Edward Said coined the term "Orientalism" in his groundbreaking 1978 book Orientalism, which critiqued the West’s stereotypical perceptions of the East. In colonialist discourse the native was often seen as a source of rapacious sexuality, exemplified, as Said notes in this passage, in Gustave Flaubert’s writing about the Orient. Said and others have also explored how the Orientalist trope of white women being sexually violated by dark natives has been used to mandate and legitimize colonial forms of control and hegemony.
For more sustained exposure to Said’s thought, students might read the entire first chapter of Orientalism, titled “The Scope of Orientalism.”
Suggested Activity: Invite students to watch 4:14 - 7:51 (or the full forty minutes) of the film Edward Said on Orientalism and to read the excerpt from the book. To check for understanding, ask students to succinctly summarize Said’s arguments in these passages. Once you are sure they understand, ask them to point to examples of Orientalism in books, films, or other media with which they are familiar.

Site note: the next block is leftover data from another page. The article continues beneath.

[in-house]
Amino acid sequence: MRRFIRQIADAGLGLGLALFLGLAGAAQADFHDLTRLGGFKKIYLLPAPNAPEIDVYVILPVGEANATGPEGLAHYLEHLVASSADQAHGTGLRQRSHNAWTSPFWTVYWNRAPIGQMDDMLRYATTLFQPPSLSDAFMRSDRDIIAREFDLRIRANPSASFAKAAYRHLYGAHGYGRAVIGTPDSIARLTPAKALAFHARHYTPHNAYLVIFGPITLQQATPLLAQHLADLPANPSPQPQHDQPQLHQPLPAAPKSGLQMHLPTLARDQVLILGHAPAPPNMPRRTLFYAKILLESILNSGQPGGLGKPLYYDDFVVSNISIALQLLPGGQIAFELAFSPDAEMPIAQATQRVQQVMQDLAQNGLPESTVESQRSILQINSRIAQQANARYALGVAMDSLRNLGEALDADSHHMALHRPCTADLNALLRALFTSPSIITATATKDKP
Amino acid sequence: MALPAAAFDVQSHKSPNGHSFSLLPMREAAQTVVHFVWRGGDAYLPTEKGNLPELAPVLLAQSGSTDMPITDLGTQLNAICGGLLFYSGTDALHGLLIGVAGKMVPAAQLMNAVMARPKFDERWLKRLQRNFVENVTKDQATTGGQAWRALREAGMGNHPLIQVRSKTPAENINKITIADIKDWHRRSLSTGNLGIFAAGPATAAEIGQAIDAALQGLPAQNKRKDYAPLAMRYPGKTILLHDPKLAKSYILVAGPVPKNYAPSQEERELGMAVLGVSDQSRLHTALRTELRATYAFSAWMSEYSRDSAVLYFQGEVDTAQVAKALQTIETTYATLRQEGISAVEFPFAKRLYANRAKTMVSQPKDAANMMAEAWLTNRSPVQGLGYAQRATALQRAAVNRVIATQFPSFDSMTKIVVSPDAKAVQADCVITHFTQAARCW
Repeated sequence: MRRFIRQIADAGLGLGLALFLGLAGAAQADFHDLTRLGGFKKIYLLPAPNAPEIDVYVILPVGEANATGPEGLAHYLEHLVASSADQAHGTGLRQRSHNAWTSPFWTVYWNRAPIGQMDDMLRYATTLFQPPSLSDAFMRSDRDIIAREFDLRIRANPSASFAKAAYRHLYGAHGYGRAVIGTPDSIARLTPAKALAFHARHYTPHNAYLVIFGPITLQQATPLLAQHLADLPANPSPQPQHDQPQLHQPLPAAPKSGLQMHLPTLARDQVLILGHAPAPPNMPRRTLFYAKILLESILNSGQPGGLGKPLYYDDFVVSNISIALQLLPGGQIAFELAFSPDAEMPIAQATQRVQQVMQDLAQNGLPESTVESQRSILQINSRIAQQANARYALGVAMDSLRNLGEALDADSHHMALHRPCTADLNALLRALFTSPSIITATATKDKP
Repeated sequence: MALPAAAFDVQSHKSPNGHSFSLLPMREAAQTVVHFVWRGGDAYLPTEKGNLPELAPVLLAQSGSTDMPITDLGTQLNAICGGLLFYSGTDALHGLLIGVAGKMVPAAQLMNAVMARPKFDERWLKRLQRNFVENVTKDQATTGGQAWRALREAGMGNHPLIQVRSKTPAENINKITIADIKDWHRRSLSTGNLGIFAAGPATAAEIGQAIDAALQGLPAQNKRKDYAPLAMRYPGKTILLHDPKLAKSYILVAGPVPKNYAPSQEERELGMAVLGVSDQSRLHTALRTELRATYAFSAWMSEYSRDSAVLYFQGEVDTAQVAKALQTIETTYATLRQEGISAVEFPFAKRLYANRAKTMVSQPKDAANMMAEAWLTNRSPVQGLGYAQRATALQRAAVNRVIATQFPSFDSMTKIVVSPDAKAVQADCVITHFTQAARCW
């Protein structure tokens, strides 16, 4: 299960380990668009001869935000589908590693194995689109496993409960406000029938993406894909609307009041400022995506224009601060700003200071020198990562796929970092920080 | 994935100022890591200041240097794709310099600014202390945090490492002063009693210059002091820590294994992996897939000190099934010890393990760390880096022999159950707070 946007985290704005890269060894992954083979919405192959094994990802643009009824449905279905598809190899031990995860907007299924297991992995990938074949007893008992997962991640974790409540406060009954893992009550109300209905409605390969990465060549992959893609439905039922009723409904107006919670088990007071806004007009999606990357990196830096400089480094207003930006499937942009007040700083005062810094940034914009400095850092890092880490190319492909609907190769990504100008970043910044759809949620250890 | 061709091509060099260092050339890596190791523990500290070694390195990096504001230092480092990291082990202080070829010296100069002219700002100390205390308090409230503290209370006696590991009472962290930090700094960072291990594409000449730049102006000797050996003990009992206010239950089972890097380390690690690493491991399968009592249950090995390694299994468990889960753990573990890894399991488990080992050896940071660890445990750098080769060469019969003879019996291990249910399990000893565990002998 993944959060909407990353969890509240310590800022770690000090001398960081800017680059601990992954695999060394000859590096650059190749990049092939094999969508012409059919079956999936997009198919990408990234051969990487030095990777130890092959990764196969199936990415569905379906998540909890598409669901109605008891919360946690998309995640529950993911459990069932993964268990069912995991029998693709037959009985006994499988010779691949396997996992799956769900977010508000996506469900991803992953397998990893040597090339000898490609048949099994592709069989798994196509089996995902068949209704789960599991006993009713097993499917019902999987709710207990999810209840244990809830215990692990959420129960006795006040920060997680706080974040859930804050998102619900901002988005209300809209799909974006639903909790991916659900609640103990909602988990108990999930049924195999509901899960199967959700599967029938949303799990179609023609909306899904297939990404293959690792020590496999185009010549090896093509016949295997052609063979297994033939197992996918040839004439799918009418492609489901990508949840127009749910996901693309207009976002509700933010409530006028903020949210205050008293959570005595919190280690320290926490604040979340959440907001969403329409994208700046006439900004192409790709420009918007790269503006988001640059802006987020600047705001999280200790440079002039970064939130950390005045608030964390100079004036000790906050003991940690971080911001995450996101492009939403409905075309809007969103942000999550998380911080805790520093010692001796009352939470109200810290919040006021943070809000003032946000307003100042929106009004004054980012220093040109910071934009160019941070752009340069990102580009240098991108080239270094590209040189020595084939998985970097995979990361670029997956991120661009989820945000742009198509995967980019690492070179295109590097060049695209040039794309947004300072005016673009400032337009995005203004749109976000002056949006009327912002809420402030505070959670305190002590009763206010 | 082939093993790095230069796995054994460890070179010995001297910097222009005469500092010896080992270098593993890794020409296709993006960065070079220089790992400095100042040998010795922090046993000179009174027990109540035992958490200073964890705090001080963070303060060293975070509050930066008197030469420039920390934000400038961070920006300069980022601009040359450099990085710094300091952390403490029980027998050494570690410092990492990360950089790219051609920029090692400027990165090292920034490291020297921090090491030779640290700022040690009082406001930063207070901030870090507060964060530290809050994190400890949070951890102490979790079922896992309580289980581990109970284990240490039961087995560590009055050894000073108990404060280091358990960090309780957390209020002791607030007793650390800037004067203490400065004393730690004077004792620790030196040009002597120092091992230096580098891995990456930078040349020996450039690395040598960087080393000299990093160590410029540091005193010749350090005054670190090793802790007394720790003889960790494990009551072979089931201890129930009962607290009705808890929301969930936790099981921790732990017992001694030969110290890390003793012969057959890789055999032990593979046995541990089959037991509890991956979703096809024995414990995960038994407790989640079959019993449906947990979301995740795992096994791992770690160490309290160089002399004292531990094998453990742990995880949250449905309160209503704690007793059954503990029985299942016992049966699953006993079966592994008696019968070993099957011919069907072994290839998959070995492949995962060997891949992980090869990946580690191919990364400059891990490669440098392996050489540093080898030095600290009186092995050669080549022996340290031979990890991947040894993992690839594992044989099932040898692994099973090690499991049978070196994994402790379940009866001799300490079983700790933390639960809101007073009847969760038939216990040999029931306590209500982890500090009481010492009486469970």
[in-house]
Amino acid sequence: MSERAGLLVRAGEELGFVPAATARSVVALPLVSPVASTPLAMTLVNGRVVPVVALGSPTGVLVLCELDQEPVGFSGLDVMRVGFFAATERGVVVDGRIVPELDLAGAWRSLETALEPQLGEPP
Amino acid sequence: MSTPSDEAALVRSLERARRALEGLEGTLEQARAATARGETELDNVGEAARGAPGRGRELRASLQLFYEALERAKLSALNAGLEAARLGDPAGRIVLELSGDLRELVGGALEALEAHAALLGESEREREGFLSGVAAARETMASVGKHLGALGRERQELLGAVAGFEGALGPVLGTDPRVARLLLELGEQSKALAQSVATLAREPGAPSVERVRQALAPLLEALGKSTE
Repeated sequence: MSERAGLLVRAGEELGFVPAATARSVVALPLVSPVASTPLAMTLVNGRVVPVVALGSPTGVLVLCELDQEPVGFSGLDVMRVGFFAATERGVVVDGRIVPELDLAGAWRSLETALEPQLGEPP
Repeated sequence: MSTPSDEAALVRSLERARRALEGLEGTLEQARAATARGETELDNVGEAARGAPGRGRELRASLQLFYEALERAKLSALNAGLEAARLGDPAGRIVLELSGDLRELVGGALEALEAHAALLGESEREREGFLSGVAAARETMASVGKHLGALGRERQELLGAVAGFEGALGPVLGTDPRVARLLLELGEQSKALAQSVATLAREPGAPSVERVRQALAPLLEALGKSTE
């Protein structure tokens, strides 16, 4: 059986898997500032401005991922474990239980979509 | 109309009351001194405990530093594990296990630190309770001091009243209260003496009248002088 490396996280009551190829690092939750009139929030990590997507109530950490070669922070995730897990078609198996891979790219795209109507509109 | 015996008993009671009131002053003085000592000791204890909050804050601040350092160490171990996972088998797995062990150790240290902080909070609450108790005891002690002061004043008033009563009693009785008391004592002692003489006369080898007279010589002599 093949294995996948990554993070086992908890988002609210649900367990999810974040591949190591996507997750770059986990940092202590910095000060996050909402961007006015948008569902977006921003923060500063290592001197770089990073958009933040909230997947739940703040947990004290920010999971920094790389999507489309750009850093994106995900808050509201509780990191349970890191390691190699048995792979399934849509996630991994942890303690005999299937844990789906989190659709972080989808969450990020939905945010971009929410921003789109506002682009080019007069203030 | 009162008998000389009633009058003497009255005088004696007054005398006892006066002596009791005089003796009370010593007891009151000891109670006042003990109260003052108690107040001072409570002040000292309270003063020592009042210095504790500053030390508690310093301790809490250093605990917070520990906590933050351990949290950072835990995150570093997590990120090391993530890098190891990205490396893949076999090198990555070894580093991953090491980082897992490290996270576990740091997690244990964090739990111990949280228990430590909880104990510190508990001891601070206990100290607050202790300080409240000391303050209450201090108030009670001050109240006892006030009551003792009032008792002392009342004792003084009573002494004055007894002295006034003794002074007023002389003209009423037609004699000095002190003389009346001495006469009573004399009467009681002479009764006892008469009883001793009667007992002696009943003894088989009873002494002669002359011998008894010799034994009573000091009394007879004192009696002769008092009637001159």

Then ask them to consider Oz’s “Nomad and Viper” in light of Orientalism. Have students scan the early paragraphs of the story to find the language used to describe the Bedouin from both the men’s and Geula’s perspectives. Ask them to make a list of the adjectives used to describe the Bedouin. Ask: what do you notice about these descriptions? Are they Orientalist? Racist? Do you think these descriptions are from Oz’s perspective or his characters' or both? Why do you think that?
To look closer at the Orientalist narrative surrounding sexual propriety or “dangerous sex,” ask them to reread Section V of "Nomad and Viper," paying close attention to the author’s lyrical use of pastoral imagery and the hint of an Arab Adam and a Hebrew Eve. Ask students to consider what exactly transpires here, and how that impacts their impressions of the grim denouement that swiftly ensues.